So, in the Passion, we have on one level a picture of Jesus as victim of injustice and hatred andrejection. On another levelwe have an underlying theme of God’s plan of love at work in spite of the apparent victory of evil. In the Garden Jesus prays that this cup pass but the Father’s will is clear. On the Cross, Scripture is sighted to reveal that this suffering was part of God’s final plan to set forth the true nature of the Messiah. Here is our God who shares our pain and loss. Hereis our God who shares the perversion of our suffering in this valley of tears. Here is our God who enters into the depth of ourultimate anguish,death. This is God’s answer to the ever recurring human questions, How can this be? Where is God in the cruelty of war or nature’s devastation or the death of our infants and the loss of our youth to drugs or the pervasive pain of Alzheimer’s and the unending litany of other imponderables of our journey?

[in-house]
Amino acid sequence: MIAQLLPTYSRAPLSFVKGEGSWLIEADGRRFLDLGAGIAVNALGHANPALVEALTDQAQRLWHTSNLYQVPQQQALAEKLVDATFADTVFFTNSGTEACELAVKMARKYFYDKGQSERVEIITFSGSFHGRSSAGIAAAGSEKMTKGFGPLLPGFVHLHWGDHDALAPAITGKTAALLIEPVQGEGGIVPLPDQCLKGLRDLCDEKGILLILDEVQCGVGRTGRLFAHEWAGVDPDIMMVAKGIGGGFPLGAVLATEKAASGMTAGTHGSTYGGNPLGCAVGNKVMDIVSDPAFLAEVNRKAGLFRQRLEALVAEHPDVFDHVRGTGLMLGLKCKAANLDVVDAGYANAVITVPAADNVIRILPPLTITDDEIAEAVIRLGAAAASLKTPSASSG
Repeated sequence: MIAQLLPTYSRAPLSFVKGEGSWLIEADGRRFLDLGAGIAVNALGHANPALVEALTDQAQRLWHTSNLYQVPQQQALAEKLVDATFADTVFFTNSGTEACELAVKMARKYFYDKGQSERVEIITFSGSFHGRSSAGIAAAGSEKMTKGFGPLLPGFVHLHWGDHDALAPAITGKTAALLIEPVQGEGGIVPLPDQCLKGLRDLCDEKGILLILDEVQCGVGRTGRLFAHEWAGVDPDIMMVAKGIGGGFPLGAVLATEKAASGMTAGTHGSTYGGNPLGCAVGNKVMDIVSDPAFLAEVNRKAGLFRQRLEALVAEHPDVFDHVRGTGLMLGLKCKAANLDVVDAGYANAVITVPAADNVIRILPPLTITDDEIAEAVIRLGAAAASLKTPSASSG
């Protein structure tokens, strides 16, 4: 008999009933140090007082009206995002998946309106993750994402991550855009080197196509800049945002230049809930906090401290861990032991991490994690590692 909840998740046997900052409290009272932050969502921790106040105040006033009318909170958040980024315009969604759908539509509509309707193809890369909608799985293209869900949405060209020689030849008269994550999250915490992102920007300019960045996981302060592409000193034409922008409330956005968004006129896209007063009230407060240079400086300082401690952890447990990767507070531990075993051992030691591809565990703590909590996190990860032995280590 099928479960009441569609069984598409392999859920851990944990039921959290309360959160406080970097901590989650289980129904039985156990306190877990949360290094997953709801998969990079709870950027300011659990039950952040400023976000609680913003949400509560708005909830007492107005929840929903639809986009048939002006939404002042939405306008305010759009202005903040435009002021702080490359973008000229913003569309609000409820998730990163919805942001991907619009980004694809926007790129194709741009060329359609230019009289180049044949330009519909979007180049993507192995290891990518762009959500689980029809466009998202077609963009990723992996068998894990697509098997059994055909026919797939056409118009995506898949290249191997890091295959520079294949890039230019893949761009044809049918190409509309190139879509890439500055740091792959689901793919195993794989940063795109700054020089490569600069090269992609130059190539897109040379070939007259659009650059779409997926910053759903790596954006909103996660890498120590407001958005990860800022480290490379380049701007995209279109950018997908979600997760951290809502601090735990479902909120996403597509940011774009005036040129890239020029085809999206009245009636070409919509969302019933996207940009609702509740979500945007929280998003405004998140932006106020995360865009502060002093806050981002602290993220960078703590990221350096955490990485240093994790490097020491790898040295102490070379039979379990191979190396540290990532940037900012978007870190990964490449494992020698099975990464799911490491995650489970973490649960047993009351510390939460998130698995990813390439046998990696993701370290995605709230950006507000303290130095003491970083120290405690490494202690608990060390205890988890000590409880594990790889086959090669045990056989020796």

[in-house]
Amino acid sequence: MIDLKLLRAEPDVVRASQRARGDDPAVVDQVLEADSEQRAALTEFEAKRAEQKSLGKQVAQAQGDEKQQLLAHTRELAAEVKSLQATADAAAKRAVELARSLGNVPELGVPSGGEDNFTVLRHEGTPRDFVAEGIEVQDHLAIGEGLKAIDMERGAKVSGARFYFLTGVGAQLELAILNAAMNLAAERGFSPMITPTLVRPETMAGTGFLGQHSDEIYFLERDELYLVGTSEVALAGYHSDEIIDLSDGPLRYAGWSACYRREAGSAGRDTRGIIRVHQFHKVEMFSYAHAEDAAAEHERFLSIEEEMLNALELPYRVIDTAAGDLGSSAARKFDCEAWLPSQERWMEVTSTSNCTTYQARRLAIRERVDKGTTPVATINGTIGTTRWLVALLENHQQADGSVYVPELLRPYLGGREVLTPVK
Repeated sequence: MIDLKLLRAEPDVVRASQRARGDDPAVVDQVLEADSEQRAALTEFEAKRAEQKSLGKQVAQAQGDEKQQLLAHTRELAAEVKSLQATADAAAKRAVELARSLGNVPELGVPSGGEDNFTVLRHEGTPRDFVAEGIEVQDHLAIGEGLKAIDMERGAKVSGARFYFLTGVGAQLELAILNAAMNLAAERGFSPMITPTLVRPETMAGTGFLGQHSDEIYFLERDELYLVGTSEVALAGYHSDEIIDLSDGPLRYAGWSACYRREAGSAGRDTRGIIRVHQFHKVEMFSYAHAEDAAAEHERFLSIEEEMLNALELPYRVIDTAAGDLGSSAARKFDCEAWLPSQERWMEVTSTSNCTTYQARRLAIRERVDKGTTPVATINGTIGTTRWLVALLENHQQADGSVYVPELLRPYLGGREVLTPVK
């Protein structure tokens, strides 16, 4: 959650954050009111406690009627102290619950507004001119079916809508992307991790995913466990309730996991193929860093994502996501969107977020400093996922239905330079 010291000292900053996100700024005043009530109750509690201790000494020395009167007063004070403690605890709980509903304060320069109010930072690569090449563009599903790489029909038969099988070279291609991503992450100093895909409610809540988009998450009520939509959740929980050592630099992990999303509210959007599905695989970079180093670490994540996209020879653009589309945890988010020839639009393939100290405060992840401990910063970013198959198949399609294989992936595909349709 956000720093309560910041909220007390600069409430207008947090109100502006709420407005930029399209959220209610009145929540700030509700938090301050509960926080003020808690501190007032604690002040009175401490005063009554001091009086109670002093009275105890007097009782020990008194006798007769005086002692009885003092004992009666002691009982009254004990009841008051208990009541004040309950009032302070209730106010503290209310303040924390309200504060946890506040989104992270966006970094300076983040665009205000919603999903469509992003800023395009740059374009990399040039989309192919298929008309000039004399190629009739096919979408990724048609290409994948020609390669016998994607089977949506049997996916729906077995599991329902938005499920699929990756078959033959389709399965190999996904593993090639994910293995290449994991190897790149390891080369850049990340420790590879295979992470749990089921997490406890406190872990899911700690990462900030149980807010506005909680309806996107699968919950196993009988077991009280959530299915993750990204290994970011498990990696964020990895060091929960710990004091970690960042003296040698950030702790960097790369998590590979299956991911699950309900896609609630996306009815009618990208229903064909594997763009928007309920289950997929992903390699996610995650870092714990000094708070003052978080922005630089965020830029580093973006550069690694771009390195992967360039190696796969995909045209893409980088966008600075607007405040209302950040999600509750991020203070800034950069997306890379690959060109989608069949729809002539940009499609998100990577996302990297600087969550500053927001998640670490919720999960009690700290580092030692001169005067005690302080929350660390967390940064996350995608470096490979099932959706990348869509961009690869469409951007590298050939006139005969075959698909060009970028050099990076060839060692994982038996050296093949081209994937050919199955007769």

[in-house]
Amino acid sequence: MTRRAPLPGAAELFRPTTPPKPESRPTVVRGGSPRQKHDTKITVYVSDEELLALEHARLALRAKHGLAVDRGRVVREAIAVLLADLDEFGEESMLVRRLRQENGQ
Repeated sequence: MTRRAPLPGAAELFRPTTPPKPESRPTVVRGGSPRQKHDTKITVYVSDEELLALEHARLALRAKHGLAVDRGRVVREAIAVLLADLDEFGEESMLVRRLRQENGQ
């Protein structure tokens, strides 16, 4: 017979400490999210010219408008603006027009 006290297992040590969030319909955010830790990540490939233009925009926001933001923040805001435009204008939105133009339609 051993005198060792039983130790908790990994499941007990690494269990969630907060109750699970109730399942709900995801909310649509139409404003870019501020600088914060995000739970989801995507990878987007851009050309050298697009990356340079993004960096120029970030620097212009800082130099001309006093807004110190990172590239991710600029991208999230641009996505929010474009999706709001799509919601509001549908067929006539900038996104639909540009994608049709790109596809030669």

Yet the story continues only to open up the final and true expression our reality. This is the revelation of life free of all the consequences of the failure in the Garden of Eden. This is final word of our loving God: life wins out! Love has the last word!
This whole Gospel is woven together to unveil Emmanuel (God with us). This Gospel is a revelation of love without limit or condition. This message of Good News proclaims the final word of God. Itis not sickness or suffering. It is not division or violence. It is reconciliation and peace. It is pardon and love. It is the fullness of truth and the ultimate invitation into life and love, Emmanuel!